They might not be done yet, either. Reports have the Rangers as the favorite if they decide to get in on Prince Fielder talks, a move that would surely leave this offseason as one of the most decorated in franchise history.
But Fielder might be a stretch for a team that invested $51.7 million just to negotiate with Darvish. As is, the Rangers still have one of the most formidable lineups in the AL, posing a threat at every position and having depth that most teams can not utilize on a nightly basis.
Here's a look at the way the lineup will look opening day, complete with batting order, starting rotation and how Ron Washington will use his bullpen.
Kinsler is coming of his first full season as the leadoff hitter for the AL champs, posting career highs in walks (89), home runs (32) and runs (121).
Kins is always going to take flak for popping out to left and not hitting the away pitch to right field, but his production as a leadoff hitter is different than a prototypical hitter.
He gets on base, works the count and drives the ball to the gaps. He also joined the 30-30 club for the second time in his career, and with a full year of taking cuts from the top of the order, he'll be primed to hit higher than .255.
Elvis had a pretty good season as the Rangers' two-hole hitter. His batting average (.279) was a career high, and he swiped 37 bases.
The best thing is, he is 23 years old, and has tons of room to improve, both offensively and defensively.
His power probably won't be anything to write home about, but if he can continue to get on and steal bases, he serves his purpose on this team.
And his defense will continue to rise, as he gets to a lot of balls that many shortstops don't ever get close to, occasionally getting lazy or flat-footed on throws, Ron Washington will make sure he gets out of that habit.
Hambone is becoming the heart and soul of the Texas Rangers. His attitude, all-out style of play and raw talent have left him a couple seasons shy of passing Michael Young as the most influential position player in the history of the club.
His injuries leave fans wondering about his long-term durability, and also what he could accomplish if he played more than 100 games per season.
Playing in left field will hopefully ease the tension of running down balls in center, and allow him to maintain the kind of effort and hot bat that make him one of the most exciting players to watch in all of baseball.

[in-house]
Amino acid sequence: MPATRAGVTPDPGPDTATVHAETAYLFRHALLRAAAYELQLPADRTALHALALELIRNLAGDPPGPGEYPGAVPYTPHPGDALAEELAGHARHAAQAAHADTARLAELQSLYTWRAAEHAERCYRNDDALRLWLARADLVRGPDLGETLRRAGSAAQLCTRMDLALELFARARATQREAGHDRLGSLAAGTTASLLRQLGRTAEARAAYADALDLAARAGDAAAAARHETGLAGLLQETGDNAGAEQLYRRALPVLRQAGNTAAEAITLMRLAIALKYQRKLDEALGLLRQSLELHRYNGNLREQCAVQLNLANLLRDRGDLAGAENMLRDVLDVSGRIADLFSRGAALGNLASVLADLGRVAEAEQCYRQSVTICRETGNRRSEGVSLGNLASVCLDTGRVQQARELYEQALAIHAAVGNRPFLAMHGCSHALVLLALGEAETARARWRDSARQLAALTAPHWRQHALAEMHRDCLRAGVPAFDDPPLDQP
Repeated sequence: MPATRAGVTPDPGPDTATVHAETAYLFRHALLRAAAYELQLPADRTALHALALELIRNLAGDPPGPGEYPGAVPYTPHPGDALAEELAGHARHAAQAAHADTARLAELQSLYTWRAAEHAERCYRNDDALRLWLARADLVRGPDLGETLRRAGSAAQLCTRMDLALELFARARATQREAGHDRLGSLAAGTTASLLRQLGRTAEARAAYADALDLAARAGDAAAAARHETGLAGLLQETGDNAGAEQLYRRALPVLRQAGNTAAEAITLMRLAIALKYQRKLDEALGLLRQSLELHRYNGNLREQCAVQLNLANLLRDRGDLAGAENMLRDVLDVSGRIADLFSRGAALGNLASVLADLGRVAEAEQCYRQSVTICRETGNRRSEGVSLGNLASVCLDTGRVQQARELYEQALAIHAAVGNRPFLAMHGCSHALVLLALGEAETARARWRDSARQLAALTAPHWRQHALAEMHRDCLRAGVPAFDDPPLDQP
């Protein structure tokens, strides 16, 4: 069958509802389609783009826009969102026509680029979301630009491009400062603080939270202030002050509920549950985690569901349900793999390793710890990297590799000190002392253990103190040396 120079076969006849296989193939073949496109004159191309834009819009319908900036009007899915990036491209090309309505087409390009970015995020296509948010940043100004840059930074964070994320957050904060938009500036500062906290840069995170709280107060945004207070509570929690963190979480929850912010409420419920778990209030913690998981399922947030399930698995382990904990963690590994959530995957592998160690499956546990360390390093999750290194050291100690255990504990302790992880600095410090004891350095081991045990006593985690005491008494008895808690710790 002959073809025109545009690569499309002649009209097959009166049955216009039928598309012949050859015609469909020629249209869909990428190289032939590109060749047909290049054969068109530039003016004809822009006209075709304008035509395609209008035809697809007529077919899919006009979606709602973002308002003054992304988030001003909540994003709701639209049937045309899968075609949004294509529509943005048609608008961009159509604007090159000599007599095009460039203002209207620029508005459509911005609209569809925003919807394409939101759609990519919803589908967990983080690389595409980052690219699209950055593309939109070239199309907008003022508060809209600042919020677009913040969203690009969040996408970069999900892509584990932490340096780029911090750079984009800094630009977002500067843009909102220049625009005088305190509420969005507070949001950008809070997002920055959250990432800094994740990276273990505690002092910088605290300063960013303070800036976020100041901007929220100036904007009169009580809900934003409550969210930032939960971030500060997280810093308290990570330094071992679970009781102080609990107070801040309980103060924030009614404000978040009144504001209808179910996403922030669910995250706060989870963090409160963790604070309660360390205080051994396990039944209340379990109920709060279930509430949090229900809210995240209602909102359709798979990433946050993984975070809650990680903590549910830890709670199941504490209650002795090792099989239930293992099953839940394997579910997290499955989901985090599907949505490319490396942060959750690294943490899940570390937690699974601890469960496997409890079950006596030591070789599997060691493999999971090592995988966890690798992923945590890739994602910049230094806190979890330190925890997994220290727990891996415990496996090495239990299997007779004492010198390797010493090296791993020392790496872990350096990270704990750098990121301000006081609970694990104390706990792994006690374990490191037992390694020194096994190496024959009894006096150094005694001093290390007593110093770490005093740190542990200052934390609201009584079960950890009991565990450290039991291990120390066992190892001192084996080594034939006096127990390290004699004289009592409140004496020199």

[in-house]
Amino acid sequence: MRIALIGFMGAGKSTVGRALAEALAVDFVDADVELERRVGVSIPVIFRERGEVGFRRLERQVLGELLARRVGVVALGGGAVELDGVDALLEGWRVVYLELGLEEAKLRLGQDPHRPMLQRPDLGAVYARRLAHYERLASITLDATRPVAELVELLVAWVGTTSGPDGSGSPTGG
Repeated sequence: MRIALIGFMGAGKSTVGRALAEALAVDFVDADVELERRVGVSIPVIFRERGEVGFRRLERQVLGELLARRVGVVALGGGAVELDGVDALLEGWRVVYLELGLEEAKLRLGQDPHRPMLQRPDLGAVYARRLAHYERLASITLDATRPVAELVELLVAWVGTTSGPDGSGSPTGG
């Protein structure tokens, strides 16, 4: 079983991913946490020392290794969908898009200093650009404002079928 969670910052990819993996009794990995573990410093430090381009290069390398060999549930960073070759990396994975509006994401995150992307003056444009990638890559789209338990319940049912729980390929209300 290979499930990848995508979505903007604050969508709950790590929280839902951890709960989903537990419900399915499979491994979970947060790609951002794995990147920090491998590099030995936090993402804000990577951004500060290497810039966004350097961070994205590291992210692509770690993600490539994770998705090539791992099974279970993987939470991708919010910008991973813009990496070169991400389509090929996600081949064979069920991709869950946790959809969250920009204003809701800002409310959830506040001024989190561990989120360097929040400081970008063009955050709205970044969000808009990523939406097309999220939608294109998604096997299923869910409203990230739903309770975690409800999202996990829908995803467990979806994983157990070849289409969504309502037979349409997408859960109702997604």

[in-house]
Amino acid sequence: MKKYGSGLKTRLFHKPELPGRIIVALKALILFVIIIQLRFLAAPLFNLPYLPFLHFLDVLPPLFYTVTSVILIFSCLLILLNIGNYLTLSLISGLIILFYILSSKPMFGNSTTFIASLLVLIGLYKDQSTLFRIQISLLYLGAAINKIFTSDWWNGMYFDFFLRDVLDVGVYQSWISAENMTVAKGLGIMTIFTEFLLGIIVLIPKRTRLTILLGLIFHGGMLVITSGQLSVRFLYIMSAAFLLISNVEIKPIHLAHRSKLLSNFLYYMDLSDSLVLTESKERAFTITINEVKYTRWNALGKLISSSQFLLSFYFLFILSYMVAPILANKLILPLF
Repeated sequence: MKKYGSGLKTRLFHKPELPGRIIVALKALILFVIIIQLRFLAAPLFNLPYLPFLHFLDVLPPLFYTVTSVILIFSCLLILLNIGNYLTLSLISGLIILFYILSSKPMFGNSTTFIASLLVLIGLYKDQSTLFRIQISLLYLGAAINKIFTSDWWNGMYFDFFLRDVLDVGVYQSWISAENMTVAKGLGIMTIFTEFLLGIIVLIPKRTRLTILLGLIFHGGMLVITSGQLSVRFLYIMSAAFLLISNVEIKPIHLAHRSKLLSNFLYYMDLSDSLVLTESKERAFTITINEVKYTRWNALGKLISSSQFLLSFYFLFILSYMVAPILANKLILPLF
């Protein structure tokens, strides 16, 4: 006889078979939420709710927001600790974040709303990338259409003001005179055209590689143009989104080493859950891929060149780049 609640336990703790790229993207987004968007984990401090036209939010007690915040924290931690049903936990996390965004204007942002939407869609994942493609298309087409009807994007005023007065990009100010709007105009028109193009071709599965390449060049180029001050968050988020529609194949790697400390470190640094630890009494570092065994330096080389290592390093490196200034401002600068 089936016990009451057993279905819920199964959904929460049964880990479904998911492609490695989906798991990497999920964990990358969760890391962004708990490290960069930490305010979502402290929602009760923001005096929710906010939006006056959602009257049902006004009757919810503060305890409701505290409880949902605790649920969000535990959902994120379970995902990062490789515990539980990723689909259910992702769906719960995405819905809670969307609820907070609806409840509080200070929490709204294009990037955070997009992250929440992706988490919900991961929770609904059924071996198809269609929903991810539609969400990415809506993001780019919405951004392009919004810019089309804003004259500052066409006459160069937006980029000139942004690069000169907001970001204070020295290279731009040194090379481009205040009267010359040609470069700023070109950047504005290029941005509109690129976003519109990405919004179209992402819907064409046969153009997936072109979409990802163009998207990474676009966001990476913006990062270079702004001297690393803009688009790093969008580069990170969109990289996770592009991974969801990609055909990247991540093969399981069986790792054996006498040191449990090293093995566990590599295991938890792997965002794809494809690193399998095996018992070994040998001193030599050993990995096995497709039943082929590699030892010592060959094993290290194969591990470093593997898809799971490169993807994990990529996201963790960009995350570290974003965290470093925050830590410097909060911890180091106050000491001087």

The $96 million man was pivotal to reaching the World Series for a second straight year. His performance in Game 4 of the ALDS against the Tampa Bay Rays was one for the history books, when he belted three bombs to give the Rangers the win and a birth in the ALCS.
And it wasn't even a contract year for Beltre, who hit .296 with 32 home runs and 105 RBIs while missing nearly a month with a hamstring injury.
Beltre was arguably the most complete player on the team, winning a Gold Glove and a Silver Slugger award while fitting in nicely to an already set clubhouse. He'll look to continue that trend next season, while he continues to be in his prime in the middle of a giant contract.
Has there been a bigger team player than Michael Young? He started his career at second, moved to shortstop when Alfonso Soriano arrived, then moved to third base when Elvis Andrus was ready and finally to a "super-utility" position when Adrian Beltre was signed.
With two years left on his contract, he'll look to continue to produce the way he did in 2011, when he hit .338, good for third in the AL, and reached 200 hits for the sixth time in his storied Ranger career.
With no signs of slowing down, and showing the versatility to play every infield position and DH, Michael Young will continue to be at the center of any conversation concerning Ranger greats.
"NA-PO-LI" chants filled the stands when Mike Napoli entered the batters box for the Rangers throughout last season. The trade that netted the team the unwanted catcher was one that ranks right up there with the one that netted Elvis, Matt Harrison and Neftali Feliz.
The best thing about his performance last season wasn't his 30 home runs or .320 batting average, but his sparkling .414 OBP, far and away the highest of his career. It would have been good for fifth in all of baseball, but he didn't qualify since he only had 369 ABs.